Syrian conflict leaves mercenary work as only option for young men - researcher

Syria’s nine-year-old civil war has created a generation of young men “whose only marketable skill is fighting,” and who have become cannon fodder and pawns in a geopolitical chess game of foreign powers, Elizabeth Tsurkov, a fellow at the Center for Global Policy, wrote in the New York Review on Friday.

Turkey has recruited at least a thousand Syrian fighters to be dispatched in Azerbaijan, with more on the way, the researcher said. Russia, another foreign player intervening in Syria, has also recruited fighters from the Syrian army and militias loyal to President Bashar Assad to fight in Libya, she said.

Turkey’s recruits are aiding Azeri forces in their latest round of fighting against Armenia over the breakaway state of Nagorno-Karabakh. Dozens of Syrian men have died within the span of a few days, fighting on the front lines despite being told beforehand that they would only be guarding oil facilities, Tsurkov said.

Many of the recruits were in school the fighting in Syria started back in 2011, unable to complete their studies due to the war. They now struggle to find work in an economy that has all but completely failed, especially with the COVID-19 pandemic and a separate economic collapse in neighbouring Lebanon, where many Syrian immigrants and refugees have made their livelihoods.

Syria’s own issues are turning into a frozen conflict, and Turkey and Russia “are looking for new arenas where they can project power and gain the upper hand in their competition with each other” as they are unable to tilt the balance of power in the country, Tsurkov said.

Turkey has added Azerbaijan to its list of uses for Syrian rebels, after using them to secure the Turkish-Syrian border, pushing back Kurdish armed groups and changing the demographic makeup of border regions from Kurds to Arabs.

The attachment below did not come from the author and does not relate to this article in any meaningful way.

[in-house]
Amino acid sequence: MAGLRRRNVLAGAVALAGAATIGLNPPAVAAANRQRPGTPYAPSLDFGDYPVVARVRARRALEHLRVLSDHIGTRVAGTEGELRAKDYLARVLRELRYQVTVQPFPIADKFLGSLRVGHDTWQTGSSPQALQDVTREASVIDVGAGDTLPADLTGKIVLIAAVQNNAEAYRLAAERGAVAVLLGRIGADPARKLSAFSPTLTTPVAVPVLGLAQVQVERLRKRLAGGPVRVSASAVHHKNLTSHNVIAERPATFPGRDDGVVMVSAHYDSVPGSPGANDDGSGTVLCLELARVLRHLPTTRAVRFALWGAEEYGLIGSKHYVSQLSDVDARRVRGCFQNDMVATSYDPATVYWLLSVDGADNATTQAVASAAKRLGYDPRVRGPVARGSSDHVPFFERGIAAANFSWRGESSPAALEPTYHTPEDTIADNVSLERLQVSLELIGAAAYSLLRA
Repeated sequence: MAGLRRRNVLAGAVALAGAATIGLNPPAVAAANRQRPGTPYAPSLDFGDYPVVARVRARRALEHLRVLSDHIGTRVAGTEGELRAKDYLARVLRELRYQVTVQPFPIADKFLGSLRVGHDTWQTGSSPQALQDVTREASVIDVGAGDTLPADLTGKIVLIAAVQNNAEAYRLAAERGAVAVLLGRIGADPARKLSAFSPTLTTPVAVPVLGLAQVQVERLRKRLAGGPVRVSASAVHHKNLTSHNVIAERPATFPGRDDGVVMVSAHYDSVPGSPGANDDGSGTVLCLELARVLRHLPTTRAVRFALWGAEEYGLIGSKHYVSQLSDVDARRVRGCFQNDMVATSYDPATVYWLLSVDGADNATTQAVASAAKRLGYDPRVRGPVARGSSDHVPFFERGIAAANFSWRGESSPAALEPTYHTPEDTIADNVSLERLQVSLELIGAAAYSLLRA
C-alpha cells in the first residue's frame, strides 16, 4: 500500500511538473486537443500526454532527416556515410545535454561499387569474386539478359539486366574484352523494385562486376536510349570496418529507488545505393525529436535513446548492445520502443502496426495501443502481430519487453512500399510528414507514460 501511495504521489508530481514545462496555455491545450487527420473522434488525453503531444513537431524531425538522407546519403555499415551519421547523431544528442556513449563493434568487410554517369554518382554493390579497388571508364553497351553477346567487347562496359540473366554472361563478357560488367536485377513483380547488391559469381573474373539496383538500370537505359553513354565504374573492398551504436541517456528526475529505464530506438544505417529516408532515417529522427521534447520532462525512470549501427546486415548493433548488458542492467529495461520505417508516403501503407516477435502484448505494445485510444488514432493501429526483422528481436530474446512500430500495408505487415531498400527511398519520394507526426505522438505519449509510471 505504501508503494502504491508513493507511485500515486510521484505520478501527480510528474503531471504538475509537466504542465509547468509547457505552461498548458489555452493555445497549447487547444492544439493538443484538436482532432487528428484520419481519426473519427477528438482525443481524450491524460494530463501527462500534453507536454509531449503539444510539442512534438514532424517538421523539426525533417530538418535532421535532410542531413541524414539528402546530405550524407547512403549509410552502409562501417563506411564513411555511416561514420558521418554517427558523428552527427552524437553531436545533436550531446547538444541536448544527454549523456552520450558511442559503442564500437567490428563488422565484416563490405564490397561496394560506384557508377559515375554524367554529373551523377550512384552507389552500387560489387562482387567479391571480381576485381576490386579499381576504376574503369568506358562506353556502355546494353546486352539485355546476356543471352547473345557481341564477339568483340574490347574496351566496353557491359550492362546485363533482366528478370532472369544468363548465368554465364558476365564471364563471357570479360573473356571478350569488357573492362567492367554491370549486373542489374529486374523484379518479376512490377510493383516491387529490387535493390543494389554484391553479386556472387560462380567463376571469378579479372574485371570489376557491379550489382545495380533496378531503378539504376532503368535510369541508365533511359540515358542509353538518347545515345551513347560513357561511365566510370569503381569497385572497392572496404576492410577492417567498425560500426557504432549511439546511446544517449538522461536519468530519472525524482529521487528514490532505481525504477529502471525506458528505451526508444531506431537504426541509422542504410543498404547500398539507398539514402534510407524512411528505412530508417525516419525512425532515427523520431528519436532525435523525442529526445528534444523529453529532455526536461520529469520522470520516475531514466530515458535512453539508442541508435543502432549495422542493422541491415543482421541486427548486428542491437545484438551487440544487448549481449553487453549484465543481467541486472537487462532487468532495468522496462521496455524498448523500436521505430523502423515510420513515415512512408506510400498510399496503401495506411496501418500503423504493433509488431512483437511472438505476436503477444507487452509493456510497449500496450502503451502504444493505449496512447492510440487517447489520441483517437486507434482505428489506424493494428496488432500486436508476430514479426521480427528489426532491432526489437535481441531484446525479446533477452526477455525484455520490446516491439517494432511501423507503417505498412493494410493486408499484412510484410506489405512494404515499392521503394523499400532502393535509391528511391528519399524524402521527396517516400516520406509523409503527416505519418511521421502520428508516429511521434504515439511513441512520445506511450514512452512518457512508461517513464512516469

The appeal of leaving Syria to fight on behalf of Turkey comes from the generous wages promised to these men, Tsurkov said. Turkey-backed factions would pay 500 liras ($63) to fighters every two months, a little over $1 per day, while in Libya they are able to earn around $1,000, even after half of the wages go to their commanders who control the payroll, she said.

Many of the Syrian fighters in Azerbaijan have not been paid their monthly salary yet, since they were deployed in the days leading to or after Sept. 27, when clashes between Armenian and Azeri forces broke out, but they expect to receive $600 to $2,500 a month for the next three months, Tsurkov said.

Women left behind in camps have accepted the departure of their sons and husbands because they have no other options. “If they did not go, we would die of hunger or sell our honour (turn to prostitution),” one woman told Tsurkov.

“So, rather than the wives selling their bodies, the men sold theirs,” the researcher said.

The researcher cited the story of a Syrian man who was killed in Azerbaijan, saying he had almost been forced to go, after his residency permit in Turkey was made void and he had no money to provide for his fiancée. He first tried to smuggle himself back into Turkey, and after failing to do so, signed up to fight for Azerbaijan.

After his death, his family received no compensation, Tsurkov said. “Unlike families of Turkish-backed fighters who were killed fighting in Syria and Libya, the mercenaries fighting for Turkey in Azerbaijan were not promised Turkish citizenship.”

She cited the story of another man who went to Azerbaijan after fighting for the Turkey-backed Government of National Accord in Libya, where he became addicted to drugs. After he returned home, he couldn’t take care of his family or keep up with his addiction, so he decided to sign up again.

Initially, Syrian fighters “resisted orders from their Syrian commanders to deploy to Libya and had to be coerced to do so, under threat of expulsion from the ranks,” general attitude eventually changed after recruits were given the money they were promised and were able to support their families better than most under the circumstances, Tsurkov said.

The Syrian mercenary business has become so lucrative that fighters have to get in recruiters’ good graces by offering them a cut, or find a personal connection, she said.

“In addition to the main recruiters - the commanders of three Turkish-backed factions, Fahim Issa (who leads the Sultan Murad Brigade), Sayf Abu Bakr (of the Hamza Division), and Muhammad Jassem, also known as Abu Amsha (of the Sultan Sliman Shah Brigade) - a broad network of profiteers has grown up among the associates of these commanders,” Tsurkov said.